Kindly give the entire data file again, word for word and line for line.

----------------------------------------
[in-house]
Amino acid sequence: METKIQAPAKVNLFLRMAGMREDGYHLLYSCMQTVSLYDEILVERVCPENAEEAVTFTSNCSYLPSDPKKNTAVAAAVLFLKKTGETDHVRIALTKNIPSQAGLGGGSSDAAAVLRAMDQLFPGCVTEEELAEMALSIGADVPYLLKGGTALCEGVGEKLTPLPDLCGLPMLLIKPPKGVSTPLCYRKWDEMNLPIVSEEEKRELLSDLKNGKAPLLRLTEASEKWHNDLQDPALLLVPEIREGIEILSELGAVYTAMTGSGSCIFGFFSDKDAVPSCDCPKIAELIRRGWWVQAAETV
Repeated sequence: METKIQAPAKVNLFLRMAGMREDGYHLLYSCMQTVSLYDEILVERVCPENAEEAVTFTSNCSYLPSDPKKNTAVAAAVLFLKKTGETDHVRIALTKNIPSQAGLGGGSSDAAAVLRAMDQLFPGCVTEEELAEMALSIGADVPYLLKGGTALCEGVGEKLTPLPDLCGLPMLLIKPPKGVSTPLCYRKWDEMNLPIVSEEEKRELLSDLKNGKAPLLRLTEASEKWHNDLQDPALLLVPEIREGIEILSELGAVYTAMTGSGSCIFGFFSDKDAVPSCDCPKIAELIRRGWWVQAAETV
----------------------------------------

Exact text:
[in-house]
Amino acid sequence: METKIQAPAKVNLFLRMAGMREDGYHLLYSCMQTVSLYDEILVERVCPENAEEAVTFTSNCSYLPSDPKKNTAVAAAVLFLKKTGETDHVRIALTKNIPSQAGLGGGSSDAAAVLRAMDQLFPGCVTEEELAEMALSIGADVPYLLKGGTALCEGVGEKLTPLPDLCGLPMLLIKPPKGVSTPLCYRKWDEMNLPIVSEEEKRELLSDLKNGKAPLLRLTEASEKWHNDLQDPALLLVPEIREGIEILSELGAVYTAMTGSGSCIFGFFSDKDAVPSCDCPKIAELIRRGWWVQAAETV
Repeated sequence: METKIQAPAKVNLFLRMAGMREDGYHLLYSCMQTVSLYDEILVERVCPENAEEAVTFTSNCSYLPSDPKKNTAVAAAVLFLKKTGETDHVRIALTKNIPSQAGLGGGSSDAAAVLRAMDQLFPGCVTEEELAEMALSIGADVPYLLKGGTALCEGVGEKLTPLPDLCGLPMLLIKPPKGVSTPLCYRKWDEMNLPIVSEEEKRELLSDLKNGKAPLLRLTEASEKWHNDLQDPALLLVPEIREGIEILSELGAVYTAMTGSGSCIFGFFSDKDAVPSCDCPKIAELIRRGWWVQAAETV